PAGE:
systems and mountain chains, and these in turn within the fields of

islands, archipelagos and continents, and ultimately within the

morphic fields of Gaia and the entire solar system.


When I first began to think along these lines, I was reluctant to ex-

tend the concept of fields to places because this seemed to be stretch-

ing the idea too far. But then I realized that the held concept itself is

grounded in the idea of place. It involves a metaphorical extension

of the everyday sense of fields as places of activity - as in cornfields,

battlefields, football fields, and coalfields. The wider sense of fields

as areas or spheres of action, operation or investigation - as in the

'field of trade' or 'field of view' - predates by centuries the technical

use of this term in physics. When the word was adopted by Faraday

in the 1830s for his field theory of magnetism and electricity, he in-

evitably drew on these already-established usages, which go back to

the Old English feld and folde, meaning earth or land. Thus, a field

theory of places recalls the fact that fields are places.


The idea of the spirits of places as morphic fields implies that par-

ticular places are subject to morphic resonance from other similar

places in the past. The generic qualities of places, traditionally ex-

pressed in terms of the various classes of nature spirits, will indeed

have a kind of collective character and memory. Moreover, particu-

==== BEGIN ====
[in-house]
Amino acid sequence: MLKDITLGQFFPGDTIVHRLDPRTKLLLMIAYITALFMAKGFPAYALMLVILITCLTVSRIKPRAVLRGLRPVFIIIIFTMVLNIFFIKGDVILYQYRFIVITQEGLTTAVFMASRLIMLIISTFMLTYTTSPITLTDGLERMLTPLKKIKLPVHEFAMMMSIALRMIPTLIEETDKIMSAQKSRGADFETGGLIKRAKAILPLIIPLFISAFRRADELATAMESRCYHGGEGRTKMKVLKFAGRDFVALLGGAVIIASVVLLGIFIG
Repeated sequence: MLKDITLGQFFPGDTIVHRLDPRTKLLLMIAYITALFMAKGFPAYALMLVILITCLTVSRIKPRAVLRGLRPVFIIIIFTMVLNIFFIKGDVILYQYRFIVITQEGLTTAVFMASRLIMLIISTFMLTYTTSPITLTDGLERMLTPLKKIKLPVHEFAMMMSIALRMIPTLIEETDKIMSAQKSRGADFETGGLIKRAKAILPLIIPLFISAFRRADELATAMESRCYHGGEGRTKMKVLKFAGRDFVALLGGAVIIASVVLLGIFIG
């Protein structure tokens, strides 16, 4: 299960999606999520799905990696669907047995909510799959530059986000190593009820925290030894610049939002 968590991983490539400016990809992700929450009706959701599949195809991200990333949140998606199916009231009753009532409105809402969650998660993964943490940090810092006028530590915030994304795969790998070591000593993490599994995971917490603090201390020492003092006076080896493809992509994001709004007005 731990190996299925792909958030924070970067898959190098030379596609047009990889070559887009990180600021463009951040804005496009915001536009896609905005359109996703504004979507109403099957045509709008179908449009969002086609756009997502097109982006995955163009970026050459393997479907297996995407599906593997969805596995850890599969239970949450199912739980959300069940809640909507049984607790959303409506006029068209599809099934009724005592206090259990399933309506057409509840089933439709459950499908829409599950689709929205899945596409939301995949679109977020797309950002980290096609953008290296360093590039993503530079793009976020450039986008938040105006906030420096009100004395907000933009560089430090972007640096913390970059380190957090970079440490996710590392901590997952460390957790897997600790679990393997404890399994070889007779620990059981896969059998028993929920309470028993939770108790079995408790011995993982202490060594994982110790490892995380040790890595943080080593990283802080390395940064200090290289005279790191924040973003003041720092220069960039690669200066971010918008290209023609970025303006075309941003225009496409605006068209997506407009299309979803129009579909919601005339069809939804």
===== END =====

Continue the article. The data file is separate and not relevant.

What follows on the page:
lar places will have their own memories by self-resonance with their

own past. Morphic resonance takes place on the basis of similarity,

and hence the patterns of activity of the place in the summer will

tend to resonate most specifically with those in previous summers,

and the winter patterns with previous winter patterns, and so on.

Memory also plays a part in the responses of animals and of

people to the particular place. Obviously when people enter the

place, their memory of their previous experience in the place, or in

other similar places, will tend to affect their present experience. But

in addition to individual memory, through morphic resonance there

will also be a component of collective memory, through which a

person can tune in to the past experiences of other people in the

same place. Of course, not all such experiences are good. For in-

stance, throughout the world it is widely believed that places in

which people have been murdered or executed or tortured are in-

auspicious, if not actually haunted.


Thus, in the context of morphic resonance, the experience of par-

ticular places involves both a memory inherent in the place itself,

and a memory of previous experiences of the same individual and of

other similar individuals in the place. The quality or atmosphere of

the place does not just depend on what is happening there now, but

on what has happened there before and on the way in which it has

been experienced. These principles are quite general, but take on a

special significance in relation to places traditionally regarded as


pp.145 - 147 The Rebirth of Nature The Greening of Science and God

By Rupert Sheldrake 1990 Random Century Group